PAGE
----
The new global dictator – on your desk, or in your pocket

Courtesy of The Week magazine  we get this intriguing assessment of the Internet and our relationship with it from novelist, Jonathan Franzen.

Franzen detests the internet even though, like a lot of us, he uses it.

In his new book, Purity, he compares it to communist East Germany – equating it to a new form of totalitarianism.

“You can’t not have a relation to, in the case of East Germany, the socialism of the state,” he says. “In the case of the internet, you can ignore it or you can abet it. Either way, you are in a relation to it. And that’s what’s totalitarian.”

Franzen is adamant that social media is not his milieu. Novelists, he told The Sunday Times, spend years trying to get things right. “The kind of person who tweets is someone who doesn’t care about getting it right and is willing to shoot from the hip under a space constraint that doesn’t even allow a subordinate clause… People who give sustained attention to something, let themselves have a full experience and then respond to it thoughtfully – I like that kind of person better.”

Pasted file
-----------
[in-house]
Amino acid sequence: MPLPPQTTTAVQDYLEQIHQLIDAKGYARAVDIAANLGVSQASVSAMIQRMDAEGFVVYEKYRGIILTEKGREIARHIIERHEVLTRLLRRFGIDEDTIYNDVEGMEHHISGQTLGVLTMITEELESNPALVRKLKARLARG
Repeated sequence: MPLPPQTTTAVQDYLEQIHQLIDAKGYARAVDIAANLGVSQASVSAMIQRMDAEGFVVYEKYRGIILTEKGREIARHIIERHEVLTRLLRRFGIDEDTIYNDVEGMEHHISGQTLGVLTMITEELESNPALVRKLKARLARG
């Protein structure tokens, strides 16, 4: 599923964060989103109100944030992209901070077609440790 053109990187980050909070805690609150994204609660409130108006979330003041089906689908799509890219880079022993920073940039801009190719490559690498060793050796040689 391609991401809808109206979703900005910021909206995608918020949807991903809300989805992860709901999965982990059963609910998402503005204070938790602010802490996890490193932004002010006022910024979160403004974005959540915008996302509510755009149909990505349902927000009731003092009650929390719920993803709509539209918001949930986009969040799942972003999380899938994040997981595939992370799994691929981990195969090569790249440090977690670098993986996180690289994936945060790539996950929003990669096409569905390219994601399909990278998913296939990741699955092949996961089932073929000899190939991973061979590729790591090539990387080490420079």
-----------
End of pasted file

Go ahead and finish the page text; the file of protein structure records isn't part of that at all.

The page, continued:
The novelist has a talent for riling people, says Emma Brockes in The Guardian. He famously fell out with Oprah Winfrey in 2001, and since then has been involved in numerous spats with feminist writers who accuse him of being the beneficiary of white, male privilege. Franzen doesn’t necessarily disagree – but since he already works hard to champion female writers and to create interesting female characters, he’s not sure what he can do about it, “except die – or, I suppose, retire and never write again”.

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